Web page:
The DCA, first introduced by Senator Brian Schatz (D-HI) in December 2018, enjoys strong support from a group of 15 Democratic senators.[5] The DCA draws on corporate fiduciary duty principles by imposing on companies the duties of care, loyalty, and confidentiality towards consumers whose personal information they store and/or share. The duty of care would require companies (1) to “reasonably secure” consumers’ stored personal information and (2) to notify those consumers of any data breaches. The duty of loyalty would forbid companies from using consumers’ data in ways that would result in “reasonably foreseeable” harm. And the duty of confidentiality would allow companies to share stored consumer data only with others who contractually agree to exercise these same duties of care and loyalty.

The DCA proposes to enforce these new fiduciary duties through both enforcement actions by the FTC and civil suits by individual states’ attorneys general. Penalties would vary based on how long a company was in violation and on how many consumers were harmed. The proposal does not go so far as to create a private right of action for individuals, although some Democratic legislators have expressed support for this feature.[6]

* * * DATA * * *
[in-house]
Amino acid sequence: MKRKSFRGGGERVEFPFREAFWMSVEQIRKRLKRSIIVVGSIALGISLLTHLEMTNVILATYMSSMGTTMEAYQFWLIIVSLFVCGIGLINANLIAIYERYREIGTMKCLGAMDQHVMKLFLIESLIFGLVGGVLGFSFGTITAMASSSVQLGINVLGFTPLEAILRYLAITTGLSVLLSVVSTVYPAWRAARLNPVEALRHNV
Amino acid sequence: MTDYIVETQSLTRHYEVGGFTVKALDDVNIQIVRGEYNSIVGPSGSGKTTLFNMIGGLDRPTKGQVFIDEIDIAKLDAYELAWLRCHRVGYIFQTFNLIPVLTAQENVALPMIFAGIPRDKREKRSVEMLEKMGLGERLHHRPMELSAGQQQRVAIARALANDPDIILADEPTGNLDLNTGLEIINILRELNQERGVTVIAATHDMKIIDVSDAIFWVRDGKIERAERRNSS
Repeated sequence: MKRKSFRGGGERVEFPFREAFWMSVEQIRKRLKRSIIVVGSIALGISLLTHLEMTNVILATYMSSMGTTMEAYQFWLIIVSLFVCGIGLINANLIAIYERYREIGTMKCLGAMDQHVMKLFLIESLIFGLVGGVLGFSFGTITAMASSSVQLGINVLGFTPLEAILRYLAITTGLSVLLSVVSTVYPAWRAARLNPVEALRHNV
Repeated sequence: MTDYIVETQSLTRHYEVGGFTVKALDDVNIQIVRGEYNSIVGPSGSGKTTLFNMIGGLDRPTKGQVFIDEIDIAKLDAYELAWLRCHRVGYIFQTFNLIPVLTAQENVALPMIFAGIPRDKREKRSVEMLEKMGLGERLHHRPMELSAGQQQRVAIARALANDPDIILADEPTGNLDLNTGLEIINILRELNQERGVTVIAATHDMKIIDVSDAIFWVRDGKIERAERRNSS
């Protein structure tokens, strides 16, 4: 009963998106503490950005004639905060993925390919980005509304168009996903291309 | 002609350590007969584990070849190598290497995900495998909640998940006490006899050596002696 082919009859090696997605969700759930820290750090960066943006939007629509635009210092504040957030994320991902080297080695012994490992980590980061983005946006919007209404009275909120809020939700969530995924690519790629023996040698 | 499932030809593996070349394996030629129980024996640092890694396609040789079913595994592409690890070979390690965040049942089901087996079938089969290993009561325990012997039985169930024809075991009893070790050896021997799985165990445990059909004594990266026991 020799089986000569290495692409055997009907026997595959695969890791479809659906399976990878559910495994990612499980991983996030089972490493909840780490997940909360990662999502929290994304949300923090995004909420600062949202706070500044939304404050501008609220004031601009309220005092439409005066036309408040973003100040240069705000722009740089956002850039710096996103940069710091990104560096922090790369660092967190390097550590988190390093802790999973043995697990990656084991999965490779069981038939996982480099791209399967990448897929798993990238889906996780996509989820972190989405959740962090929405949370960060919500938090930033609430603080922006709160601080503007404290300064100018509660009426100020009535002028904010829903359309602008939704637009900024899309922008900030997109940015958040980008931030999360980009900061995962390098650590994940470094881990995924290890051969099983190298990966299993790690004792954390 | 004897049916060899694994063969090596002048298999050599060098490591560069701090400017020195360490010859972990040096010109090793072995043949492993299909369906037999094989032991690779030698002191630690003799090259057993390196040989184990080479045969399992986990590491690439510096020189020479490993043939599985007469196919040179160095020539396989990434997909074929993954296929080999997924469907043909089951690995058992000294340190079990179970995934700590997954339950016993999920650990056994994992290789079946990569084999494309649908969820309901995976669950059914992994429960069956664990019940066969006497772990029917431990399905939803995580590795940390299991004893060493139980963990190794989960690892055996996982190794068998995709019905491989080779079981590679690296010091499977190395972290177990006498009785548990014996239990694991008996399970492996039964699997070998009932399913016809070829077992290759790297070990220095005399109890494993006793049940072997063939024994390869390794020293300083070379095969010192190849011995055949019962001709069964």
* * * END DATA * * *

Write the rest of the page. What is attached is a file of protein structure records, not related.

Importantly, the bill explicitly does not preempt state law, and Senator Schatz himself has expressed that he is opposed to preemption unless the federal legislation contains strong substantive privacy rules.[7]

The Consumer Data Protection Act (“CDPA”)[8]

Perhaps the most comprehensive legislation proposed is the CDPA, sponsored by Senator Ron Wyden (D-OR). First introduced in the Senate in November 2018, the bill, if passed, would have significant consequences for both corporations and their officers. The Act takes a sweeping administrative law approach, proposing modifications to the Federal Trade Commission Act that would establish a new bureau within the FTC and give the FTC broad authority to set corporate data privacy standards , including what constitutes “reasonable cyber security standards” and “reasonable physical, technical, and organizational” data protection measures. It would also give the FTC increased abilities to sanction those not in compliance with these standards. The Act would cover all corporations with annual revenues of $50 million or more or which store information on 1 million or more customers, but would exempt data brokers[9] and news organizations[10].